A few months ago, a friend of mine on the-site-that-is-not-Twitter posted this article: “Good Dog, Smart Dog,” a look at changing ideas about the cognitive abilities of the canine set. The short version – hey, dogs might be smarter than those brainiac science-types thought. My layperson reaction? “Finally, some scientists who actually live with dogs.”
A beagle I once knew (not a breed that ever makes the “smartest” list, by the way) would purposely sit and stare intently at our French doors and squeak frantically to go outside, allow the then-frantic male mutt to assert his dominance by rushing out first as the door opened… and immediately drop to the ground to indicate that she wanted to stay in, thank you. As soon as the door closed, she would hop to her feet, head to the middle of the rug and do the rolling, squirming dance of beagle joy. The mutt would be left staring bleakly in through the glass, gaslighted yet again into losing possession of the indoor realm. And again. And again.
Do dogs think? Of course they do, about dog things and in dog ways. That one small hound changed forever my understanding of the possibility of canine manipulation and the effect of sheer doggie force of personality. We developed an entirely new vocabulary to describe the machinations of The Beagle Known as Alice.
Poobutt was probably the first and most often used word in the beagle lexicon. As anyone with a short-haired dog knows, zero hour is quite obvious, as is the urgency of the impending event, and it is a truth universally unacknowledged by dog lovers that we all spend an inordinate amount of time analyzing the condition of the canine anus. The subtle variations of the term lie in context and intonation, from a casual,”Hey, does Alice have poobutt?” to a frantic dash to the door accompanied by a wail of,”Pooooooobuttttttttt!”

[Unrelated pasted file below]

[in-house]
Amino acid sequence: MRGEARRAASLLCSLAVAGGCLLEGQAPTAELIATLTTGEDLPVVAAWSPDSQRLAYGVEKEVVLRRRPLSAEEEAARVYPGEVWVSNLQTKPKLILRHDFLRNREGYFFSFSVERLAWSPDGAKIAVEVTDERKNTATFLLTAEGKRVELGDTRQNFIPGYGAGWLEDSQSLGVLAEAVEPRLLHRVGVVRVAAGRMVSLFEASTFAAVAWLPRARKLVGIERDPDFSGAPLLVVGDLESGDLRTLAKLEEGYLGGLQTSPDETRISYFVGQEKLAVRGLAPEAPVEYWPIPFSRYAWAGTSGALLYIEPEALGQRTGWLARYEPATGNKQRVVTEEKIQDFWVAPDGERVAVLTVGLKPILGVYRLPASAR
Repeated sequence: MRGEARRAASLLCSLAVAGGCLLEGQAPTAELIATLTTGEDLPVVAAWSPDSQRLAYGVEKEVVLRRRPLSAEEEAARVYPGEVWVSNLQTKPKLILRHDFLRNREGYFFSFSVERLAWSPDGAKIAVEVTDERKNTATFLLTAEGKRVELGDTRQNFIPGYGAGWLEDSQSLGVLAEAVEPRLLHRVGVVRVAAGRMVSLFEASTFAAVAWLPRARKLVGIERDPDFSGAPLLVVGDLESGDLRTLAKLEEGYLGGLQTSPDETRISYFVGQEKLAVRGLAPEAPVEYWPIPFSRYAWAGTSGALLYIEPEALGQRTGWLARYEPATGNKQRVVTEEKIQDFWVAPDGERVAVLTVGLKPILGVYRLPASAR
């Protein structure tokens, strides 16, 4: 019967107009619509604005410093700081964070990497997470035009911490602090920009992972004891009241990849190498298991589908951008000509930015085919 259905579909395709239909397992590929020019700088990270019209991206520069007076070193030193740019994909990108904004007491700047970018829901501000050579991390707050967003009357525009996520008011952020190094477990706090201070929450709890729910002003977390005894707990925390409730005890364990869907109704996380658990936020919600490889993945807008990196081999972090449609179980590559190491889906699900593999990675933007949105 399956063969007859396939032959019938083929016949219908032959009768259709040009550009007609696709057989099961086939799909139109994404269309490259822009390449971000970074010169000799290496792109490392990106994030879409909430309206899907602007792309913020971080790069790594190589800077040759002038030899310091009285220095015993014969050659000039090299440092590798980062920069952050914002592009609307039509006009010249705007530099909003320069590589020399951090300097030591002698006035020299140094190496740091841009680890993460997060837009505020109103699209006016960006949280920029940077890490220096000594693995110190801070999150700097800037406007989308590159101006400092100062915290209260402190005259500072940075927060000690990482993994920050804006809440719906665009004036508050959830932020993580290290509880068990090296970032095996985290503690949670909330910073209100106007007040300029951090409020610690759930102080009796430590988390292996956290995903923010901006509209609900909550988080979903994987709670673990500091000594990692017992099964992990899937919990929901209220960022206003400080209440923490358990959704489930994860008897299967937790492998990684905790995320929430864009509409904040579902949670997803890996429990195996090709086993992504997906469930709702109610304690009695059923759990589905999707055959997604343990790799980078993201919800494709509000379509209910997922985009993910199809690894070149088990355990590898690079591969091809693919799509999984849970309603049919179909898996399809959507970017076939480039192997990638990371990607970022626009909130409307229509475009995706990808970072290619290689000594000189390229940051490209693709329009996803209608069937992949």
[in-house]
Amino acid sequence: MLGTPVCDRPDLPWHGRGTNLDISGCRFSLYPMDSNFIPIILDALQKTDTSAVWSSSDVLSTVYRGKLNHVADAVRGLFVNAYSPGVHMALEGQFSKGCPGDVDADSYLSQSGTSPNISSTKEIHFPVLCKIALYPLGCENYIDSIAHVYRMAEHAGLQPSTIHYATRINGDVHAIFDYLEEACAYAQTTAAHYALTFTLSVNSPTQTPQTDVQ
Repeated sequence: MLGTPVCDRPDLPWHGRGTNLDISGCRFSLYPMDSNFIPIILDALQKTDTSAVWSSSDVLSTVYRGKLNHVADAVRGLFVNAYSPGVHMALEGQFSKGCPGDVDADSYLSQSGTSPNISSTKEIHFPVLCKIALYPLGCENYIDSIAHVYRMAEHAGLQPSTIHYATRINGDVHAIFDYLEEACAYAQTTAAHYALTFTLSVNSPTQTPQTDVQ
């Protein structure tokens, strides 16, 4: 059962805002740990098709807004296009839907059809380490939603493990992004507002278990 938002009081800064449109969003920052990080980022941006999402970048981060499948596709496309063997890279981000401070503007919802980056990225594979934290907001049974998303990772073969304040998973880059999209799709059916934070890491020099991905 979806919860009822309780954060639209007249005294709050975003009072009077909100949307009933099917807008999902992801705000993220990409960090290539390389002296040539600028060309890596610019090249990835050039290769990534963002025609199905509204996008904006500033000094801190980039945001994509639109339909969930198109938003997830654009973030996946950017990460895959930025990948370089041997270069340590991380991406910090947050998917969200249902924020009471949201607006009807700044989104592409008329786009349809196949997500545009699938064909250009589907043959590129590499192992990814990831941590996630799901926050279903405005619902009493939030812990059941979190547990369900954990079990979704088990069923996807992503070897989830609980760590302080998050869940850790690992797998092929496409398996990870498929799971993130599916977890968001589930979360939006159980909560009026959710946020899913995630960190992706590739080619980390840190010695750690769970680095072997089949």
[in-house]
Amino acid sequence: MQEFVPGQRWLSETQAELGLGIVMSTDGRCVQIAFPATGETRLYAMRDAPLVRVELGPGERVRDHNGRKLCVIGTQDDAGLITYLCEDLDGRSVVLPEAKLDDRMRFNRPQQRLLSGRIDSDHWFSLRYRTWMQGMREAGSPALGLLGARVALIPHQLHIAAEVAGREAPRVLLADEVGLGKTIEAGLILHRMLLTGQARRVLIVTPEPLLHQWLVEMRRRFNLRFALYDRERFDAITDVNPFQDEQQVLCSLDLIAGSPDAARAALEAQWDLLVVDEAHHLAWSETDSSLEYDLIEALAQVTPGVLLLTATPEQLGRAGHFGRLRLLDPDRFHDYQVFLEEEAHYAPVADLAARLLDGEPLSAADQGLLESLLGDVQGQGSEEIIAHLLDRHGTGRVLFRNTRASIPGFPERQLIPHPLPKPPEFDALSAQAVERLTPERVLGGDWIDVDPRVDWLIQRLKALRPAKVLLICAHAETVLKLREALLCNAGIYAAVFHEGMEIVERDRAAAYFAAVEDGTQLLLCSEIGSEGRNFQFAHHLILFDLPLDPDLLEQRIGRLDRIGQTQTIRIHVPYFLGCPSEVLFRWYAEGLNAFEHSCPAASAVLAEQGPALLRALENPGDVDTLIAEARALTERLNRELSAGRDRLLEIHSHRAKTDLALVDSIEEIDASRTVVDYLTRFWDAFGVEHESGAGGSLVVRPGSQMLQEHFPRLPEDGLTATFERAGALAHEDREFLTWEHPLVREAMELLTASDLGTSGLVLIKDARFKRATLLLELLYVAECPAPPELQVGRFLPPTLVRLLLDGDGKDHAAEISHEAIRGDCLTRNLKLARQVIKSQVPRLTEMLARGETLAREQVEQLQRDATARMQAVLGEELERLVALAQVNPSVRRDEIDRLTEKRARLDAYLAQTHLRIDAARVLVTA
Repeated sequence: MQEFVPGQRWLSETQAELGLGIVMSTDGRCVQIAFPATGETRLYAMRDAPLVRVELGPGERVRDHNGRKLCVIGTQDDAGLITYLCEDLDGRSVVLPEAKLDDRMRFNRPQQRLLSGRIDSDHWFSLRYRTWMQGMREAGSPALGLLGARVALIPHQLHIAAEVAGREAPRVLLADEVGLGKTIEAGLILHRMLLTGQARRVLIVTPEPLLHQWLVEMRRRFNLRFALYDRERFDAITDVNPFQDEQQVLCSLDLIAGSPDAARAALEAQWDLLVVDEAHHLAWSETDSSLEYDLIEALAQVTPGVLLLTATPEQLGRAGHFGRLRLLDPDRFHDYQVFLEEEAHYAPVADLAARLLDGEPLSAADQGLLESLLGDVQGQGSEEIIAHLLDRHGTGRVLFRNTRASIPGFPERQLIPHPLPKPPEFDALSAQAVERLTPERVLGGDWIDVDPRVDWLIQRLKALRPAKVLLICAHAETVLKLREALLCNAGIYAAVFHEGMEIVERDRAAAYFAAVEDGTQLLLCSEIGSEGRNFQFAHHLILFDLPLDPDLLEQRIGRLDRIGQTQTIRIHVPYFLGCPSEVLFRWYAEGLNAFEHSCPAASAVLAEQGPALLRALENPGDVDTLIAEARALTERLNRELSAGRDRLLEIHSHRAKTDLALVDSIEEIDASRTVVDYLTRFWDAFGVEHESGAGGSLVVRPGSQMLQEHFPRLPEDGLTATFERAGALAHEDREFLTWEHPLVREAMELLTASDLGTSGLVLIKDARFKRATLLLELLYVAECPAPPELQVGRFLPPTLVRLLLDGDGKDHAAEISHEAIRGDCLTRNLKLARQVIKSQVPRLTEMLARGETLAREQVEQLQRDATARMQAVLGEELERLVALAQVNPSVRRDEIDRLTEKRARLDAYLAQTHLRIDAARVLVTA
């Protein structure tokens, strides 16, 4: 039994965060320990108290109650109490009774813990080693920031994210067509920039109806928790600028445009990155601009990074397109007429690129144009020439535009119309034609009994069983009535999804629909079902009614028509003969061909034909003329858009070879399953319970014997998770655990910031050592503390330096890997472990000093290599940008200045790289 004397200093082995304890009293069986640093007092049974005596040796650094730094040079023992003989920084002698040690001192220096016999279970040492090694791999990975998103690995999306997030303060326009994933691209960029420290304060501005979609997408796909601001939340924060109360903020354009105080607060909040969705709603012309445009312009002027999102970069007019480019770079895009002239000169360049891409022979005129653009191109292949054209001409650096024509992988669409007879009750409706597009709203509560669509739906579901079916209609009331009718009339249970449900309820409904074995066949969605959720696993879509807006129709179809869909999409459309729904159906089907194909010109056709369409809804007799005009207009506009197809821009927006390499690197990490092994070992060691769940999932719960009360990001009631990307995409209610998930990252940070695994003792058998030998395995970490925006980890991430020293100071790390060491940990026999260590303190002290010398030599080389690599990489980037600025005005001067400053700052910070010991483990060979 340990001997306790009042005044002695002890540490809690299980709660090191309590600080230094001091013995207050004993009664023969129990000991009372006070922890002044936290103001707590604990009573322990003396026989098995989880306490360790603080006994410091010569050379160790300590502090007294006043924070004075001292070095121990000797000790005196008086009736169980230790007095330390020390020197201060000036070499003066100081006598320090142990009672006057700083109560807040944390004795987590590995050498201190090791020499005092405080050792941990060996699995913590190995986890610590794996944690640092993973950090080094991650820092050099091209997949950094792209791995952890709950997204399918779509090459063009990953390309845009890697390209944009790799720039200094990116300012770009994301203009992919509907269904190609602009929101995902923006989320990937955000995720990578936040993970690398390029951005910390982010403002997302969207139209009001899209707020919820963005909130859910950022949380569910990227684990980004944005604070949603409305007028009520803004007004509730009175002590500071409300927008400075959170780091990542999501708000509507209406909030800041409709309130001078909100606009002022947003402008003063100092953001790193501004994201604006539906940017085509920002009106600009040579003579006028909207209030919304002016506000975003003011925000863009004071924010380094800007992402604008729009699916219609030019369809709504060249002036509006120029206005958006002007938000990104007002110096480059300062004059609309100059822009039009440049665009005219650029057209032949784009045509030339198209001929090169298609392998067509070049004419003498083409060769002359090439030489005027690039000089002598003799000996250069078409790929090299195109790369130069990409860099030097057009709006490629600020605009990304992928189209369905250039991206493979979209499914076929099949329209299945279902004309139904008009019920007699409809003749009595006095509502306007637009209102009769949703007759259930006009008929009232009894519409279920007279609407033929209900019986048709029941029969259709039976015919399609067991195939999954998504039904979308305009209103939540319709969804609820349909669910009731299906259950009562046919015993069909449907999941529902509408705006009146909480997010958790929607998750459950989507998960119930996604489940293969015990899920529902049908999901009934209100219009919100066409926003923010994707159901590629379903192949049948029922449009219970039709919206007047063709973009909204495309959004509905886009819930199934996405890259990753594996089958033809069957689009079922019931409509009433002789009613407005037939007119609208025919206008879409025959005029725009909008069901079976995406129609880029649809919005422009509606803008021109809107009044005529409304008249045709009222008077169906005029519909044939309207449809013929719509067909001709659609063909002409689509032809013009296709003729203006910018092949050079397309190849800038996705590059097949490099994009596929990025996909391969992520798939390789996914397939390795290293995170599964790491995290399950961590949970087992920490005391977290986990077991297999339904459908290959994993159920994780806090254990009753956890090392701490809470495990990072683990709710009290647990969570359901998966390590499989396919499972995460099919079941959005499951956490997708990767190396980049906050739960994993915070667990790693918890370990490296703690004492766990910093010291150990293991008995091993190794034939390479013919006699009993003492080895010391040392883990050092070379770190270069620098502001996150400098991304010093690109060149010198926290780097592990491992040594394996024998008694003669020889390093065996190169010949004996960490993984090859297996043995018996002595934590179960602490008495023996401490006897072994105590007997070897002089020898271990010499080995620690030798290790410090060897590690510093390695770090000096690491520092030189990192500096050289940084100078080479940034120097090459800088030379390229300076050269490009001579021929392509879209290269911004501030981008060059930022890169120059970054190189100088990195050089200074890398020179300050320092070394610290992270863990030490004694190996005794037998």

Next came stealthbeagle. A dog with a jingling collar who can nevertheless sneak past two adults and a strategically positioned chair on a microscopic apartment balcony and get halfway down two flights of stairs before being noticed obviously has some kind of special mode that renders her silent and invisible. I believe to this day that she held her tags in her mouth to get by us, and more than once. Stealthbeagle can occur at any time, in any place, and like PMS and bad potato salad, you won’t realize it’s happened until it’s far too late.
Bedtime behavior gave rise to an entirely distinct subset of the beagle lexicon. The Ooze was the inexplicable method by which without ever visibly moving a 25-pound dog could ascend in mere minutes from proper placement at the foot of the bed to an excruciatingly uncomfortable position jabbed into my armpit ; The Wedge was the position which was somehow intrinsic to the maneuver, nose first, front paws tucked, low and streamlined. Pillowsnatcher occurred when (never a morning person) I would blearily open my eyes, expecting to see the husband, and immediately suffer severe cognitive shock when confronted instead by Alice’s big black nose and floppy ears firmly ensconced on his pillow, sometimes with the blanket tucked up around her. Finally, when patience was exhausted and opportunistic deafness made her impervious to “Get DOWN,” the mysterious force of canine physics known as leadbeagle would manifest itself. A pinpoint gravitational force of incalculable strength would suddenly exponentially increase the weight of the perpetrator without increasing her mass, rendering her nearly impossible to dislodge.